For those students interested in using R instead on Stata.
The readings listed below in [square brackets] correspond to the books cited above.
|Week 1: Introduction|
|1||Course overview; epistemological foundations; math review|
|2||What's in a number?; basic numeracy; measurement|
[Meier], chapters 1 and 2.
[Horwitz], chapter 2.
Hodge, G. "Use and Mis-use of Measurement Scales in City Planning." J Am Plann Assoc29 (1963): 112-121.
Diamond, J. "How Cats Survive Falls from New York Skyscrapers." Nat Hist 8 (1989): 20-26.
"On Landing Like a Cat: It Is a Fact." New York Times, August 22, 1989.
|Week 2: Planning numbers; descriptive statistics|
|3||The use of numbers in planning|
[Horwitz], chapter 4.
Savas, E. S. "The political Properties of Crystalline H2O: Planning for Snow Emergencies in New York." Management Science 20 (1973):137-145.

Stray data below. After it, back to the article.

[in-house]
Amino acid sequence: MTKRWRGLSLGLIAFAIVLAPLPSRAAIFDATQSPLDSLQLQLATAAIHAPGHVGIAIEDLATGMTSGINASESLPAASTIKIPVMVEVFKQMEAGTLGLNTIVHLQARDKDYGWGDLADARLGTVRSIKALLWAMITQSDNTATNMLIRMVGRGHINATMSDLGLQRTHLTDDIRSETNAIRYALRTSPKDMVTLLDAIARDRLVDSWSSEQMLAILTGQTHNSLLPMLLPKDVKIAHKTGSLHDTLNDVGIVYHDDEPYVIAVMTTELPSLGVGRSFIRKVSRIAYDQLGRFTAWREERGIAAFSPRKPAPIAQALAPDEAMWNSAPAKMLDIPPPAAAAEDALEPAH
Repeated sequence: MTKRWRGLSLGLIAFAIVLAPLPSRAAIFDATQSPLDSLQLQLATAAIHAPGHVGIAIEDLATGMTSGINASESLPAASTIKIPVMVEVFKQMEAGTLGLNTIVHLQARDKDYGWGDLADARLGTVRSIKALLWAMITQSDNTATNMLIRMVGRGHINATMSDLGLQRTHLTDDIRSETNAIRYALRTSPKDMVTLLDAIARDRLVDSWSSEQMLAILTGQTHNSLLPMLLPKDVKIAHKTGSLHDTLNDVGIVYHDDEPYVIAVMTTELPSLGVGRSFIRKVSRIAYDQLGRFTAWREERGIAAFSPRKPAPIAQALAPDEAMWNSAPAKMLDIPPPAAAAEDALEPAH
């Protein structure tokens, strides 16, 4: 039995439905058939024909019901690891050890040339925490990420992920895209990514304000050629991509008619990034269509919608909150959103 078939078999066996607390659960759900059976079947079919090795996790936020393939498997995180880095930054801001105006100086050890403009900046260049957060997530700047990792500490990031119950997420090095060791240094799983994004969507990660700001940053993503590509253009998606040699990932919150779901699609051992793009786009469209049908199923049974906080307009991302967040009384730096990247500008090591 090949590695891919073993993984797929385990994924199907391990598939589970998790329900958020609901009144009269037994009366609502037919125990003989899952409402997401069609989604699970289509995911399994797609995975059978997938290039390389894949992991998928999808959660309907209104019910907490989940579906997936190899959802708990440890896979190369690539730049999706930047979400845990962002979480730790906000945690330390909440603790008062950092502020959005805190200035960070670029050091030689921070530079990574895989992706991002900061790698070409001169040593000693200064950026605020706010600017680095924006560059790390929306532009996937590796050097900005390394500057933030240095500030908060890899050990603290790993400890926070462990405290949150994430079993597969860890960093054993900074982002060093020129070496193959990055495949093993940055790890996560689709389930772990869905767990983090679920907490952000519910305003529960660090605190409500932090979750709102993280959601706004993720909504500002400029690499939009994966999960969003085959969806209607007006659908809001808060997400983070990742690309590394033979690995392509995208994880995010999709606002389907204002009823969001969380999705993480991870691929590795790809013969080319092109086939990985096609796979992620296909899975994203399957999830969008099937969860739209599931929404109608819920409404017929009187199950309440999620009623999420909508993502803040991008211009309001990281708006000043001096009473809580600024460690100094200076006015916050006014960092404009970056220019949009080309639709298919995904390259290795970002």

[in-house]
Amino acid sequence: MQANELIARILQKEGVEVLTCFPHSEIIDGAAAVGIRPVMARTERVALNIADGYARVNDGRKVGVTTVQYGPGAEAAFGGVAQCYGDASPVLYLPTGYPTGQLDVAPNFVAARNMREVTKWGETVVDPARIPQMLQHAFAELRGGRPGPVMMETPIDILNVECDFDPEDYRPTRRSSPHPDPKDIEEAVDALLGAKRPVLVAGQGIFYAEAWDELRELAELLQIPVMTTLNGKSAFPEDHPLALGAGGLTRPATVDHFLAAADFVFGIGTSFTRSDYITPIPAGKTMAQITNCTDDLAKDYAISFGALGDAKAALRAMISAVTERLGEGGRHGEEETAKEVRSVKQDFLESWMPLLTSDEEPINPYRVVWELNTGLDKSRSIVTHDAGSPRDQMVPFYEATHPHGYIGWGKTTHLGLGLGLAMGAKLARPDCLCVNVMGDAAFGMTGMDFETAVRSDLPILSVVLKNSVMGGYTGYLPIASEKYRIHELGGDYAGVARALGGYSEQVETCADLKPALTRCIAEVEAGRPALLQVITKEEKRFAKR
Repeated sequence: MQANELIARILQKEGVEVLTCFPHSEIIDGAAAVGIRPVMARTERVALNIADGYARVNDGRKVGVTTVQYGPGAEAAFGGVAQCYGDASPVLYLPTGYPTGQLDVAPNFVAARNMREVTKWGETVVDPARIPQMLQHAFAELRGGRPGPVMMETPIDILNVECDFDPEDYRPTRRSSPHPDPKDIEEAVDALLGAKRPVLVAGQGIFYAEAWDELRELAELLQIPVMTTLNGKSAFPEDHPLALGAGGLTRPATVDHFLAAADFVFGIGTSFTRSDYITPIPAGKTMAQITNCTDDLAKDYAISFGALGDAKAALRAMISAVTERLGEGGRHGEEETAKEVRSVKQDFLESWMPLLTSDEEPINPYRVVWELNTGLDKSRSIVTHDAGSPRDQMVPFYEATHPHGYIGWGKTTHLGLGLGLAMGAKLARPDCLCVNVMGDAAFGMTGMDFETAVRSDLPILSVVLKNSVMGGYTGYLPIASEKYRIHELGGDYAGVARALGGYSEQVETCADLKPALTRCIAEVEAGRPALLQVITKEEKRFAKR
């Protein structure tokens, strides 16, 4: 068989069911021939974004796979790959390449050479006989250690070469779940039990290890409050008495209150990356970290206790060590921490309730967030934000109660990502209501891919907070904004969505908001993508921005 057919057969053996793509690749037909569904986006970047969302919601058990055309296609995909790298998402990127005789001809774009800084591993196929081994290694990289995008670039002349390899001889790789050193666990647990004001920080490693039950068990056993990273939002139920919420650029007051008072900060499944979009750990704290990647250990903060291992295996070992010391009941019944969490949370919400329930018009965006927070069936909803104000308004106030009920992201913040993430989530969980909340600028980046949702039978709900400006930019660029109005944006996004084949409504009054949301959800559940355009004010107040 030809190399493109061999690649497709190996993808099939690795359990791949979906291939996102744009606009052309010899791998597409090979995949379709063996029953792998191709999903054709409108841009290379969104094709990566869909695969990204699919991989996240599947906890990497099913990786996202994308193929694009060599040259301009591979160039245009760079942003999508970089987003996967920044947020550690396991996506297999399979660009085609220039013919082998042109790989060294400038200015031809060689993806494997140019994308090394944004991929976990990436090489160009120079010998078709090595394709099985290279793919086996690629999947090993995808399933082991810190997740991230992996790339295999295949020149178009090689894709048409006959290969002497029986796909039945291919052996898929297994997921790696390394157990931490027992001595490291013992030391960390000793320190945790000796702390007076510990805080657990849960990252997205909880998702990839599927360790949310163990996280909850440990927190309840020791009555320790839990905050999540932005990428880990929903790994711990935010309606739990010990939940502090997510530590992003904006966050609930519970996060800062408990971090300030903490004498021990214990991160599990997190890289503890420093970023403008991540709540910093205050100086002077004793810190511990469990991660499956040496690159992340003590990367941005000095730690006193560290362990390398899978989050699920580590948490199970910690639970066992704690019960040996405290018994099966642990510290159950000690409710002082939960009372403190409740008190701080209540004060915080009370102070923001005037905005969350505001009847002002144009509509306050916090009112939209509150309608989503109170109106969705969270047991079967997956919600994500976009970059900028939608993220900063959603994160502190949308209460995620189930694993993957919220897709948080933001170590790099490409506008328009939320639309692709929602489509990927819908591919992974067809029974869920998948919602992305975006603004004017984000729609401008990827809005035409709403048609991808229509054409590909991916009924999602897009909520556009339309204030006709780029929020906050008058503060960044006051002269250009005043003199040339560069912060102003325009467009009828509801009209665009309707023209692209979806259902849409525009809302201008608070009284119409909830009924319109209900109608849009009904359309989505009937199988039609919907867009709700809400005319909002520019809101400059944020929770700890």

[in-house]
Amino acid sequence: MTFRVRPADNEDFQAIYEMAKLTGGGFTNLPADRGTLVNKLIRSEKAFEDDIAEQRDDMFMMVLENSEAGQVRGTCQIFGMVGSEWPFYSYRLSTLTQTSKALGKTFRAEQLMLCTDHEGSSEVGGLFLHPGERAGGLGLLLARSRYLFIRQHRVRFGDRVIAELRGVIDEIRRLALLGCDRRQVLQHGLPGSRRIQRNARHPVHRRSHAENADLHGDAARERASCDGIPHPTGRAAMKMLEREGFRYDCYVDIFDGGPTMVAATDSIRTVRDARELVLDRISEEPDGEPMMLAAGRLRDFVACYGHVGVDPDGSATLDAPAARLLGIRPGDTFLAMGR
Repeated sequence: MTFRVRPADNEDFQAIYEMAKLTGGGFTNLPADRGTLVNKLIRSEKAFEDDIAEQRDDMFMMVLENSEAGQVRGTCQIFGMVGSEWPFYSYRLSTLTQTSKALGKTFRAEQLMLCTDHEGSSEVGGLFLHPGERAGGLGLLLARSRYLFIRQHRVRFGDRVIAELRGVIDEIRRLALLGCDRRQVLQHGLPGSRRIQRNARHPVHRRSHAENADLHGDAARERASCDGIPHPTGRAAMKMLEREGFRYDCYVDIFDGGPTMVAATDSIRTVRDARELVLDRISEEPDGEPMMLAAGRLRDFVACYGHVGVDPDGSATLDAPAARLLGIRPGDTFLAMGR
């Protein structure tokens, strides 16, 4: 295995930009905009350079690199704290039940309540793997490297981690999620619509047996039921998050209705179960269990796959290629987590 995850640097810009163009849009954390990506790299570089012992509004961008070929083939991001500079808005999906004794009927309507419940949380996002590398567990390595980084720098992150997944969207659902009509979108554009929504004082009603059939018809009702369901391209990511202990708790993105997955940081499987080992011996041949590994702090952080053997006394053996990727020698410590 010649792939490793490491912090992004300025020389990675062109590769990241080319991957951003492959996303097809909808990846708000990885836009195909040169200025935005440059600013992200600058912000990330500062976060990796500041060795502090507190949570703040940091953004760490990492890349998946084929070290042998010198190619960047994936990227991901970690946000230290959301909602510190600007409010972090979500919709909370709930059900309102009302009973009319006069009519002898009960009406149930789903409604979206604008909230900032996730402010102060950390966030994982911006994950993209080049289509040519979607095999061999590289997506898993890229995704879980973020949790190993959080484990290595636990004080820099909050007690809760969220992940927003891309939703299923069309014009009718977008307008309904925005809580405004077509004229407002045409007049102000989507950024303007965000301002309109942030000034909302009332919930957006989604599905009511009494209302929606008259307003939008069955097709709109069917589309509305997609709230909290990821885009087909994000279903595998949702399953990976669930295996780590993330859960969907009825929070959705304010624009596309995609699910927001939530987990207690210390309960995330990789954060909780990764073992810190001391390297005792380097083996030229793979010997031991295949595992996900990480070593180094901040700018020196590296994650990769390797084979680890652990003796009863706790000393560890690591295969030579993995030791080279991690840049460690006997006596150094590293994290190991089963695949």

|4||Variables; samples and populations; measures of central tendency|
[Horwitz], chapter 6.
[Meier], chapters 4 and 5.
Abrahamse, A. F. "Counting the Homeless: Sampling Difficult Populations." Chapter 3 in Public Policy and Statistics: Case Studies from RAND. Edited by S. Morton and J. Rolph. New York City, NY: Springer, 2000. ISBN: 9780387987774.
Chan, Sewell. "Remembering a Snowstorm That Paralyzed the City." New York Times, February 10, 2009.
|Week 3: Talking about distributions|
|5||Measures of variability|
[Horwitz], chapters 5 and 7.
[Meier], chapter 6.
|Week 4: Asking and answering questions with data|
|6||Exploratory data analysis and visualization|
[Hartwig], pages 5-31.
Start reading [Tufte]
Lewis, Michael. "The No-Stats All-Star." New York Times, February 13, 2009.
|7||Logic, experiment, and the scientific method|
[Horwitz], chapter 1.
[Meier], chapter 3.
|Week 5: Probability and the normal curve|
[Meier], chapters 7 and 8.